He bent over his father’s body for the last time and kissed his brow. “I will bring my mother now, and we’ll take you home.”
A boy had gone out that day to follow a warrior, a boy seeking an adventure, and a man returned to mourn his father before taking up the mantle of the Lord of the Glades.
The Gladesman sat astride his great warhorse, pausing for a moment to give the animal a brief respite from the hard, fast pace. It was a magnificent creature. The rider was a warrior, garbed in leather and chain mail, his chest protected by a decorated breastplate. His mighty arms were bare, save for twisted bracelets of precious metal and the wide gold decorated leather bands at his wrists. They were arms well used to wielding the double-edged sword strapped across his back. Horse and rider were for that brief moment motionless on the skyline, staring down at the woodland below, before plunging down into the trees. The warrior had seen the dark clouds gathering and knew the shadows of twilight would soon be about him. If he rode hard, he might reach the safety of Belvale before total darkness fell. Riding alone was foolish, but right now he had no other choice and he was almost there. He had been separated from his companions, all of them warrior Gladesmen like himself. He raced on through the trees, crouching low in the saddle, man and beast as one. As he rode, he heard sounds up ahead that were all too familiar, the sound of sword meeting sword and the hoarse cries of his bestial enemy, the Dagon Soul Takers. He slowed down to move cautiously forward, toward the open glade ahead. The horse seemed to know exactly what was expected of him, treading quietly and carefully, enabling his master to see what was happening. It was something they had done many times before. The enemy was there all right. They were yelling ferociously in their own tongue, unmistakably Dagon. Their huge bodies were encased in dark leather and dark shining armor. Fearsome helmets added to their nightmare appearance as they surrounded their prey.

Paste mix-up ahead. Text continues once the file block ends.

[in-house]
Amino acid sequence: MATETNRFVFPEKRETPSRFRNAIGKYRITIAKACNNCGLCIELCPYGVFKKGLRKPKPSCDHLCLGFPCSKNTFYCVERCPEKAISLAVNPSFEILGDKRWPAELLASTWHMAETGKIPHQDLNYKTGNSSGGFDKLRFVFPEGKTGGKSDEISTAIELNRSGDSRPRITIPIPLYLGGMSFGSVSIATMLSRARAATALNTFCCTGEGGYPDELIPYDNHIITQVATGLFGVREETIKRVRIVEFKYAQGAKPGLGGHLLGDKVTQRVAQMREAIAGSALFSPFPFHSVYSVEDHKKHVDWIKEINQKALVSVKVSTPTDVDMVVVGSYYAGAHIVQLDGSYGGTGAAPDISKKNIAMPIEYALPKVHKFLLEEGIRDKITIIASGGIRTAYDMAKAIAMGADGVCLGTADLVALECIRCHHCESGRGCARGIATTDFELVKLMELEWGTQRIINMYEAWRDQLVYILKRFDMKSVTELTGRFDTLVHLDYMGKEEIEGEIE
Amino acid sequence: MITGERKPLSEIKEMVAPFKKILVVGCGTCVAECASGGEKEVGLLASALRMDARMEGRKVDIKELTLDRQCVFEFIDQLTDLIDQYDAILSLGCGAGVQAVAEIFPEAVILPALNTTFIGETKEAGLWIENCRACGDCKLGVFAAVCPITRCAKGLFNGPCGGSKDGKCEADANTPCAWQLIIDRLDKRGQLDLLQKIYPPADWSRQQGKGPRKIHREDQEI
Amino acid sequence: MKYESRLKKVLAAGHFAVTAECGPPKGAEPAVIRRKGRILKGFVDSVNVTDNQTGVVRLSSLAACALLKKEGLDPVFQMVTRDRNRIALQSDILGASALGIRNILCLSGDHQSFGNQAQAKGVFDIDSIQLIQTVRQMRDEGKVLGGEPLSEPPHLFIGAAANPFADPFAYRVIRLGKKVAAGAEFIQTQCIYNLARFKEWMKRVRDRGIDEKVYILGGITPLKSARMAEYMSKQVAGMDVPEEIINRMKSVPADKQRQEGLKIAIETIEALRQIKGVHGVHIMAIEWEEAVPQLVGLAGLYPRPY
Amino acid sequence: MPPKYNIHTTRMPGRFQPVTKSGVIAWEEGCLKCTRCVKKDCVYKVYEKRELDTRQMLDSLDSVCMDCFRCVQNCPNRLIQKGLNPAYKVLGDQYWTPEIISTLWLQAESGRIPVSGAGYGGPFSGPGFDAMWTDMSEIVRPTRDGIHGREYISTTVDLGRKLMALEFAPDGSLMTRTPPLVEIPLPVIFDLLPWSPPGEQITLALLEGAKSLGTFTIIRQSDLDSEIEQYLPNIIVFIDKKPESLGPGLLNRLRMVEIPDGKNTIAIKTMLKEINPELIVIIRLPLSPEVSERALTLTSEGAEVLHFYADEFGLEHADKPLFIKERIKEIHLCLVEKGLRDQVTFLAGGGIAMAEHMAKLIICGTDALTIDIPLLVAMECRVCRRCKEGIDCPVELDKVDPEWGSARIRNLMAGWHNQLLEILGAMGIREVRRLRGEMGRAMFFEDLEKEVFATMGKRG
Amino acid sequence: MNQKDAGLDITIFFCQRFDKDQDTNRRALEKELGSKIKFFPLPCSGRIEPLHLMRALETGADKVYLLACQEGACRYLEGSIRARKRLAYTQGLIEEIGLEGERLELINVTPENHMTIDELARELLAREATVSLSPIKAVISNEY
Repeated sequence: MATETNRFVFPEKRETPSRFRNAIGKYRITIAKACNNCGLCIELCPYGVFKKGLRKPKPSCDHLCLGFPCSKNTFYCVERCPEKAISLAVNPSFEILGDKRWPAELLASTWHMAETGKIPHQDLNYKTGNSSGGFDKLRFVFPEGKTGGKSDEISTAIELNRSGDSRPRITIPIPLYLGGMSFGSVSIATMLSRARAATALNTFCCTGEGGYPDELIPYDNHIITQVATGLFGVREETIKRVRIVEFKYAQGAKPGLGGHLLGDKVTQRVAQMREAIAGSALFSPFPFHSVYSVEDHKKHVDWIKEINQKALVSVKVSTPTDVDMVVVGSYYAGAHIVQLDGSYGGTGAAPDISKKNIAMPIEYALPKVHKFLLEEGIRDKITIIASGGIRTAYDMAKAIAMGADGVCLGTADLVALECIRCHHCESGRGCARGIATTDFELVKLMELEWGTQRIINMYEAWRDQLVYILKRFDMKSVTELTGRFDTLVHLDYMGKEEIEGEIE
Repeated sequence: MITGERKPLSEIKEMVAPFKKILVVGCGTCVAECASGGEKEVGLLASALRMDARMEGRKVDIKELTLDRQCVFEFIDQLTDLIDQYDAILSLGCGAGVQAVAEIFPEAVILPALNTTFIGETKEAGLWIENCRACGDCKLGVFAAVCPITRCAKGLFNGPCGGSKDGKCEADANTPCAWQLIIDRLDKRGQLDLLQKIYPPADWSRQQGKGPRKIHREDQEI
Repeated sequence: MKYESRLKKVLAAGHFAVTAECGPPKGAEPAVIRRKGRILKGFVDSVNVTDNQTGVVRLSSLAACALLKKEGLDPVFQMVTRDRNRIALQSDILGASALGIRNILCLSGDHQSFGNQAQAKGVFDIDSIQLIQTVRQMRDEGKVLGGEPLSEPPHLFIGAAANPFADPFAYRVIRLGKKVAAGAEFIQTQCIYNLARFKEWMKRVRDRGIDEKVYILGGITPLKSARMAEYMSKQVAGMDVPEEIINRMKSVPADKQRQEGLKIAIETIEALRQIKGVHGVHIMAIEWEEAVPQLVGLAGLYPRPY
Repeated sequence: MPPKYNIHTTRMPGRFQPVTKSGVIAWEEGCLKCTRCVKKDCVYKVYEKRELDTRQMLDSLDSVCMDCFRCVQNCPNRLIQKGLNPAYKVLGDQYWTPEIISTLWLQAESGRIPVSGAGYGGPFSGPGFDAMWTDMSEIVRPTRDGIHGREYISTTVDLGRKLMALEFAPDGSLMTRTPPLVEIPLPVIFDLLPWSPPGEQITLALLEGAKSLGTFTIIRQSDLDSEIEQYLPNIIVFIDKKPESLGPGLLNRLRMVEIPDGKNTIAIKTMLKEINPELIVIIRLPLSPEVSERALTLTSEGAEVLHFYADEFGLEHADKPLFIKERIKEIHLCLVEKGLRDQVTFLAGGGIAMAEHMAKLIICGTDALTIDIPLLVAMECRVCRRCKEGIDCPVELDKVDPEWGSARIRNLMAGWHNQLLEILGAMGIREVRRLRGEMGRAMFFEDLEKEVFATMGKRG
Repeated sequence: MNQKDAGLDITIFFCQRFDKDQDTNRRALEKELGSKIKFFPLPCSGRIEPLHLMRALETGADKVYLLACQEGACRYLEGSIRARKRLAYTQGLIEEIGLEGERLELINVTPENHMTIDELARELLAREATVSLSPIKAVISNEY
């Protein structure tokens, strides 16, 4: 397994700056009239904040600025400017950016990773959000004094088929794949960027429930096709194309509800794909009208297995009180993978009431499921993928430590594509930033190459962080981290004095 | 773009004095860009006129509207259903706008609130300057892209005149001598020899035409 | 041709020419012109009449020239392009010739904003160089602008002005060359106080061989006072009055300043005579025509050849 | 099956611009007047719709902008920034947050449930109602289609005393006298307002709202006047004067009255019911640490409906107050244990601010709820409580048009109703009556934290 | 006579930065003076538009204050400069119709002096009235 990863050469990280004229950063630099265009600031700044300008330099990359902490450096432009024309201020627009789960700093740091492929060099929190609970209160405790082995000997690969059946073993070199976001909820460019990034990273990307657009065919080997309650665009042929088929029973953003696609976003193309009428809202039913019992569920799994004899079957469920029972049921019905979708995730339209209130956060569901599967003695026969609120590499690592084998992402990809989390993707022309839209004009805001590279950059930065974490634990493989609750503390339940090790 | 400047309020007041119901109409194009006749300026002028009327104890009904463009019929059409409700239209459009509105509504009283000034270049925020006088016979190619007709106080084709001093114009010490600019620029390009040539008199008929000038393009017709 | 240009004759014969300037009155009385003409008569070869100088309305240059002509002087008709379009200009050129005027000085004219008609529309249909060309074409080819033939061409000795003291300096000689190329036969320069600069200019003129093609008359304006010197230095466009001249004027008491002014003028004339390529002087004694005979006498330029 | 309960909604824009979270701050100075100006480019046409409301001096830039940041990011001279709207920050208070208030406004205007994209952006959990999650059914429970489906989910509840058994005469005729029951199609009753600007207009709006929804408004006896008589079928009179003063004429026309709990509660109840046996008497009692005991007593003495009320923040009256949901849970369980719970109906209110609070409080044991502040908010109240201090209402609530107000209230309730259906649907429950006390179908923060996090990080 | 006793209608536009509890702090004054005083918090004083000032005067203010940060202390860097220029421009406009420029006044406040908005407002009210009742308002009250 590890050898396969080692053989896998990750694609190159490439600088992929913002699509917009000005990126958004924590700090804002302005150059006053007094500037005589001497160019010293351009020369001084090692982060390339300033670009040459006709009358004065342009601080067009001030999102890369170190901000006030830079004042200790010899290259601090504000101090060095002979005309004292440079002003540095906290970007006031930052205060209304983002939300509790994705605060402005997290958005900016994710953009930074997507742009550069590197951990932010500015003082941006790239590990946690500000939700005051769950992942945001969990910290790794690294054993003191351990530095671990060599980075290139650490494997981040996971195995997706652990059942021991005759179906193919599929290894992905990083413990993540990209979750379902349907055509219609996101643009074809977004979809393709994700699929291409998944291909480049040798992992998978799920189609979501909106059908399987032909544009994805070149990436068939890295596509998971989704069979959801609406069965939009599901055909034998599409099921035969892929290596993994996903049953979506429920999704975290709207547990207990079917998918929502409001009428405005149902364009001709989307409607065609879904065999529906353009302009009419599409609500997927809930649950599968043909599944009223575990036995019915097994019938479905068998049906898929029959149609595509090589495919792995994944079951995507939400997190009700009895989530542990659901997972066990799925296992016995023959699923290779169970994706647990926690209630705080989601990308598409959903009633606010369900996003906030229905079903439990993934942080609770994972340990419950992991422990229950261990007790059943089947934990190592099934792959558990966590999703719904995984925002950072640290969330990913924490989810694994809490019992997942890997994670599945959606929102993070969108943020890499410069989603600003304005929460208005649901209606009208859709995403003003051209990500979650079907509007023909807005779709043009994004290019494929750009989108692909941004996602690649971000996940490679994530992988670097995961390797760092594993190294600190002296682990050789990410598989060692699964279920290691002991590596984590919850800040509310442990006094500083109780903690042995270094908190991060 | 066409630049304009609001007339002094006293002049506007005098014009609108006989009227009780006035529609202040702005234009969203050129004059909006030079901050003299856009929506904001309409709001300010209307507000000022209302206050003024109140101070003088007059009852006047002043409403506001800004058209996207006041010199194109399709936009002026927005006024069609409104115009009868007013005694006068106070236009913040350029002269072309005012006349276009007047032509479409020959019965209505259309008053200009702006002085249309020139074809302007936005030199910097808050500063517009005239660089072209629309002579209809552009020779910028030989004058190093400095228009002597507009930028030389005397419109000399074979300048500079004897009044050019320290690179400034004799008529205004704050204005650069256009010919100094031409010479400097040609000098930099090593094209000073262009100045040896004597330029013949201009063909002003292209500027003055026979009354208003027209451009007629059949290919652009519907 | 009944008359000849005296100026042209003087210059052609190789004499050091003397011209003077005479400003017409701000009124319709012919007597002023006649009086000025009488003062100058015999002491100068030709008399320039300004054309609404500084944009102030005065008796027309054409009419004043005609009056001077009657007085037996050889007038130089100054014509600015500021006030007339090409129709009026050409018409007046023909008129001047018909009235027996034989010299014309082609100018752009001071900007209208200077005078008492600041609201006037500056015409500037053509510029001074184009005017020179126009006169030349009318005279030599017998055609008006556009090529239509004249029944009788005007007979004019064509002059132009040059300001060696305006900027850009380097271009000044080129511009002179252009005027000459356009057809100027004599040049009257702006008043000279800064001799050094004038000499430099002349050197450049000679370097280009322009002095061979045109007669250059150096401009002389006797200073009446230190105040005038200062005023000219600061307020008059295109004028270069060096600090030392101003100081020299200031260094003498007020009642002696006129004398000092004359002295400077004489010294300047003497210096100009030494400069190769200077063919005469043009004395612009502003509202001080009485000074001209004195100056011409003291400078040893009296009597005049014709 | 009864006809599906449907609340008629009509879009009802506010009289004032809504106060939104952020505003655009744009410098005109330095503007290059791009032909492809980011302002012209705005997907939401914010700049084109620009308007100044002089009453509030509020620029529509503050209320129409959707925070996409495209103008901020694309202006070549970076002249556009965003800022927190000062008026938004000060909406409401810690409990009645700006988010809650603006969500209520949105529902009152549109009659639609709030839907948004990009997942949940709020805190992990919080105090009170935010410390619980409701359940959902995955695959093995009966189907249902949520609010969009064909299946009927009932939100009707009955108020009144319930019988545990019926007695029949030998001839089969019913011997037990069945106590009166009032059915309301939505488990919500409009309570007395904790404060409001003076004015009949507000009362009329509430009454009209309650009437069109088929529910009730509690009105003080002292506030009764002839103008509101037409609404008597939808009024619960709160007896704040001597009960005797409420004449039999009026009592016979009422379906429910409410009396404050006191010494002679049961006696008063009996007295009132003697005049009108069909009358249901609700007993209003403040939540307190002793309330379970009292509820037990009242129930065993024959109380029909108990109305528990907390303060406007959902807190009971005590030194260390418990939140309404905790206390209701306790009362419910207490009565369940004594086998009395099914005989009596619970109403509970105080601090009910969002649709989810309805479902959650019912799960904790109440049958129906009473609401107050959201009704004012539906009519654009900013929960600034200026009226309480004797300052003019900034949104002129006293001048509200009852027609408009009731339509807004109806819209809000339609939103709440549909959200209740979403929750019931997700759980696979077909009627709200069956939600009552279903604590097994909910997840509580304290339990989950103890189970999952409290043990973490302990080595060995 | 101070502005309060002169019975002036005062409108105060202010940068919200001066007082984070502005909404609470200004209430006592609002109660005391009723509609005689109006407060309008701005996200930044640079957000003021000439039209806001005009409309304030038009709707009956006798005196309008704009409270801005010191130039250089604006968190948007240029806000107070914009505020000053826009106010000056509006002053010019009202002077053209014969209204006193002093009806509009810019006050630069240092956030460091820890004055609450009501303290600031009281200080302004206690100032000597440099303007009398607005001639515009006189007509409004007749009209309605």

The prey in question was surprisingly not fellow Gladesmen as the warrior expected. His quick glance took in several bodies on the ground, surrounded by many of the enemy dead. Two warriors still held off their attackers. Even as the Gladesman came, another went down leaving one lone defender, obviously intent on selling his life dearly. The Gladesman recognized the weapons and insignia of the Knights of Savarin as he charged into the clearing. The dark wine red tunic over the armor was quite distinctive. The Dagon warriors barely had time to turn and meet the terrifying and unexpected challenge. The great warhorse pounded forward with the warrior Gladesman chanting the defiant battle cry of his people. It was a familiar cry to the Dagon, who had learned to fear it. He hurtled among them, swinging the great broadsword that flashed and slashed as he came, leaving a trail of blood and smashed bodies behind him. He had taken them completely by surprise, cleaving his way through four of them, leaving three still to face him. With a blood curdling yell he leapt down among them. The well-trained horse headed for the trees and the Gladesman laughed joyously, swinging the great sword high and wide. One after another, the monstrous creatures went down. Unfortunately, the lone knight left was caught a stunning blow from a heavy shield and fell as the Gladesman reached him. He leapt astride the fallen knight, both protecting him and taking on the last two Dagon, thrusting and evading, finally striking the one in front. With a swift deft stroke backward the Gladesman drove his sword into the last of them. Victorious, the warrior leaned back against a tree, catching his breath. His roving eyes alighted upon the dead and his gaze was sorrowful as he encountered the four dead Savarin knights. They had accounted for twenty two of the enemy before they fell. His admiration for these knights increased tenfold. He ignored the seven dead by his own hand. Out of the corner of his eye, he noticed that the last Savarin knight to fall was still moving. Beside him in an instant, the Gladesman carefully raised him. He was of slender build as were most Savarin knights. His breastplate was of strong leather, over which he wore a tunic. His mail and accoutrements were much lighter than those of the Gladesman and the helmet covering his face was equally delicate. The sword, still gripped in the gloved hand, was beautifully forged. Of many-layered metal, it was as strong, in its own way, as the mighty weapon carried by the warrior of the Glades. He wondered briefly why these Savarin knights were so far from home. This one was definitely breathing and there was no blood as far as he could see. It seemed the force of the blow from the shield had felled the knight. There was no obvious damage to his armor or clothing to suggest a flesh wound. He noted the knight had been in the centre of the group which could mean that they were protecting him for some reason. He lifted him, frowning. The Knight of Savarin was even lighter then he had expected, a youth perhaps. He looked about him marking where he was before moving forward. Carefully, he disappeared into the undergrowth with his burden, the large war horse following. He moved through the tangle of leaves and briars unerringly, finding the path he sought until he came to a large bank of huge trees that seemingly went no where. He went through an archway of branches, formed from an old tree, entwined with tentacles of twisted, thorn covered undergrowth. It led into what seemed to be a dark tunnel, at the end of which, was a tiny flickering light. The Gladesman moved cautiously through the dim shadows, almost feeling his way. The horse still followed. The tunnel widened into a larger area and the horse came to a halt, ambling to a water trough beside the wall. The Gladesman ducked his tall frame to reach the source of the light. Laying down his burden, he fumbled in the dimness until he found what he sought, a small cone of metal filled with some mossy substance. He held it to the small light and instantly the tiny flame flickered into a larger one. Holding the flame high, the torch sent dark shadows dancing around the earthy walls. He searched for the usual small bowls in nooks and crannies. Touching each one, he allowed the room to fill with light. A vaulted chamber was revealed and a doorway leading to several other chambers. He immediately went back to the horse, leading him into one of these chambers. He quickly rubbed him down and removed the saddle before returning to the knight. The horse was precious, both as a friend and a vital means of speedy travel to out run the enemy.